View Chapters


View Chapters


Before we leave philosophy, I would like to answer an argument that has been used to disprove the existence of God, at least the existence of the Christian God. That argument concerns the problem of evil.

The teleological argument says that the world is like a large and expensive house. Such houses do not spring up on their own. An architect designs a plan for it and then the master builder constructs it according to that plan. The orderliness of the structure shows that an intelligent being created it. The world, too, shows signs of orderliness, which means that an intelligent being, an architect/builder, must have designed it and built it. This architect/builder we would call God.

Some have taken this argument to what seems like the next logical step. The evil in this world—the earthquakes, hurricanes, avalanches, storms, famines, poverty, wars, accidents, death itself, anything that hurts and/or kills people—must be proof that this intelligent being is also incompetent at best or evil at worst. The house is falling apart all around us, which means that this intelligent architect/builder whom we would call God has accidentally—or deliberately—built a shoddy house. Christianity says that God is all-powerful and all-loving, but the presence of evil in this world is proof that he cannot be both: if he were, he would simply stop the evil. He either wants to stop the evil because he loves us but he is unable to do so, or he is able to stop the evil but he simply does not wish to do so. Either way, this architect/builder is not the God of Christianity.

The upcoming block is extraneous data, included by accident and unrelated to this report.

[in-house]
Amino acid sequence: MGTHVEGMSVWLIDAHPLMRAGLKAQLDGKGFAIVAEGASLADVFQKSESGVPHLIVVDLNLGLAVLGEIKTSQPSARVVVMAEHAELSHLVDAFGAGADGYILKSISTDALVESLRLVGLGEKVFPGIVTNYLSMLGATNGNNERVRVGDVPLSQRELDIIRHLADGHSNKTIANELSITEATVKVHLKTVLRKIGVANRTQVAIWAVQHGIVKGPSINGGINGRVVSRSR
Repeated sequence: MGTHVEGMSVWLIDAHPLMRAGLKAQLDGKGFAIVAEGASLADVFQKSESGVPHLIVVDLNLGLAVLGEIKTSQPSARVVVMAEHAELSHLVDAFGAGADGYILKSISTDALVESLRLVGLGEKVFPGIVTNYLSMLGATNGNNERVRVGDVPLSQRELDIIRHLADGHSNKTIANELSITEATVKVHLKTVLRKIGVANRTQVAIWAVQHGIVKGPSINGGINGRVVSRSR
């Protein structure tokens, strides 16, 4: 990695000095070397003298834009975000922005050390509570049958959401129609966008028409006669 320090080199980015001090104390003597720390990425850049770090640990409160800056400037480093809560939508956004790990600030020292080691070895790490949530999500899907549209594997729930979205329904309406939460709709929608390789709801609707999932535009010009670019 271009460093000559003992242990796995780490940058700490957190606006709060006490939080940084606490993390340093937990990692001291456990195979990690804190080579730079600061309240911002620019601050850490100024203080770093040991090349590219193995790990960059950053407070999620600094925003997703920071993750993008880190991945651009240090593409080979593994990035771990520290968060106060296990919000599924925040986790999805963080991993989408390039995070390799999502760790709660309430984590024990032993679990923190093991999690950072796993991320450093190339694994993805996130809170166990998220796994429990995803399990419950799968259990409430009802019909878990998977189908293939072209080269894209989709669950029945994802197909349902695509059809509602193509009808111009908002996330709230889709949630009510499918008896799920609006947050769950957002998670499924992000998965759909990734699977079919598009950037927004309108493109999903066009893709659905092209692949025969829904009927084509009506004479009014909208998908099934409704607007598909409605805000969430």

Or perhaps—just perhaps—both the orderliness and the evil in this world are the results of chance. No one created either the orderliness or the evil. We have no need to create a God to explain the existence of the world. The world is the way it is simply because that is the way it is.

All of this would be true except for one very important fact:…

Support independent publishing: Buy this book on Lulu.